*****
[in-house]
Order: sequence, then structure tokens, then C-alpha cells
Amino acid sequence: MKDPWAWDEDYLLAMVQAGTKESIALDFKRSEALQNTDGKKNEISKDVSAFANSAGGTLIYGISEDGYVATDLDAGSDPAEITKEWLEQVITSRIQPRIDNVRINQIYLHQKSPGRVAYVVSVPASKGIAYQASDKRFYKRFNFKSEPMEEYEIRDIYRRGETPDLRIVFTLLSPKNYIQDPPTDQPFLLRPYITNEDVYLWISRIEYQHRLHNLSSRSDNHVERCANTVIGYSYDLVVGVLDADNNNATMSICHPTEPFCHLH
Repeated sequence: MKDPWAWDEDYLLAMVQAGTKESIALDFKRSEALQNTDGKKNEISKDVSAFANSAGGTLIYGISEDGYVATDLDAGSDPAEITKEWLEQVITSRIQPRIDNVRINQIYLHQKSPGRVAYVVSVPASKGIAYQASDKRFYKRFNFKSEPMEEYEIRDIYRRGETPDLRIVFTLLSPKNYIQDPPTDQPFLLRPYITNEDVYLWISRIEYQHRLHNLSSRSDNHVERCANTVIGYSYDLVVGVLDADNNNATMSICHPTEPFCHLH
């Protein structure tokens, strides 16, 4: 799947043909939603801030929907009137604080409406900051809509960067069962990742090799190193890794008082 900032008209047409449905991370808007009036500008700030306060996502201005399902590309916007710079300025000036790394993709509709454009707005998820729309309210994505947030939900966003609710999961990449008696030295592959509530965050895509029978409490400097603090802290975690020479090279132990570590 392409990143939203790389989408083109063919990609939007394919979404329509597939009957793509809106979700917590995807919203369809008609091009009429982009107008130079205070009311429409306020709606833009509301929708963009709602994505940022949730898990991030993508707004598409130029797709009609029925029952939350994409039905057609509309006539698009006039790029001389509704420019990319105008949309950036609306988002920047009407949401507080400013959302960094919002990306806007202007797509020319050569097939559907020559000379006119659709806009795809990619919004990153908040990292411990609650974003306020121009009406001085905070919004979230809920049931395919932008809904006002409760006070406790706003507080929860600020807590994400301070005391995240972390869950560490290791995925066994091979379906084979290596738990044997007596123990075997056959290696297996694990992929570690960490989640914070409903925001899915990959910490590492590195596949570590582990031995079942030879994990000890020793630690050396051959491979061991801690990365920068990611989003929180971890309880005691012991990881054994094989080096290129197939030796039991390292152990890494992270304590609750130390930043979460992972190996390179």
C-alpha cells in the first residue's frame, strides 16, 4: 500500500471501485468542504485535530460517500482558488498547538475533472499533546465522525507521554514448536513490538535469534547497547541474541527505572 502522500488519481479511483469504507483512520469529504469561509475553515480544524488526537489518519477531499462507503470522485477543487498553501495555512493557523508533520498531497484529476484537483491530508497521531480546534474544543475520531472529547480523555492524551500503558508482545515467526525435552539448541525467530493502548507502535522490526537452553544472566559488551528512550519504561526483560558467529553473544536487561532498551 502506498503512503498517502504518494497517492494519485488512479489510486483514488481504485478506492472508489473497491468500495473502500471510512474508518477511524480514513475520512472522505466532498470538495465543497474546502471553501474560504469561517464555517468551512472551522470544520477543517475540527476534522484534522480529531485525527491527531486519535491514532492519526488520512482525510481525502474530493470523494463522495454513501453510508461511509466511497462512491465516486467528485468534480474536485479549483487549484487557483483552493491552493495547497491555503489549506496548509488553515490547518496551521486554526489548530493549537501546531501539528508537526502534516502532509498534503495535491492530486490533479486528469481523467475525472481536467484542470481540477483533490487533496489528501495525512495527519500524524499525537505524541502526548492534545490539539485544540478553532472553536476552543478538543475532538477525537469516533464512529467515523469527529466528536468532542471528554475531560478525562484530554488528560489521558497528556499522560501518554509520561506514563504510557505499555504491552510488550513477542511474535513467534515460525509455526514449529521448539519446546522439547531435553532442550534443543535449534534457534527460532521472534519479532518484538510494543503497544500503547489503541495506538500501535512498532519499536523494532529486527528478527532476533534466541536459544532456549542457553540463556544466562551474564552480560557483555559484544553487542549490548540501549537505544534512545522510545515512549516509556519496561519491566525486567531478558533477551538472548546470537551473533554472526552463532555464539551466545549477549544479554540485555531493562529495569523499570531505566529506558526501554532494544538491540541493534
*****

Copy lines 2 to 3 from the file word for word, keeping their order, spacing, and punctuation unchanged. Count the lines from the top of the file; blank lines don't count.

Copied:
Order: sequence, then structure tokens, then C-alpha cells
Amino acid sequence: MKDPWAWDEDYLLAMVQAGTKESIALDFKRSEALQNTDGKKNEISKDVSAFANSAGGTLIYGISEDGYVATDLDAGSDPAEITKEWLEQVITSRIQPRIDNVRINQIYLHQKSPGRVAYVVSVPASKGIAYQASDKRFYKRFNFKSEPMEEYEIRDIYRRGETPDLRIVFTLLSPKNYIQDPPTDQPFLLRPYITNEDVYLWISRIEYQHRLHNLSSRSDNHVERCANTVIGYSYDLVVGVLDADNNNATMSICHPTEPFCHLH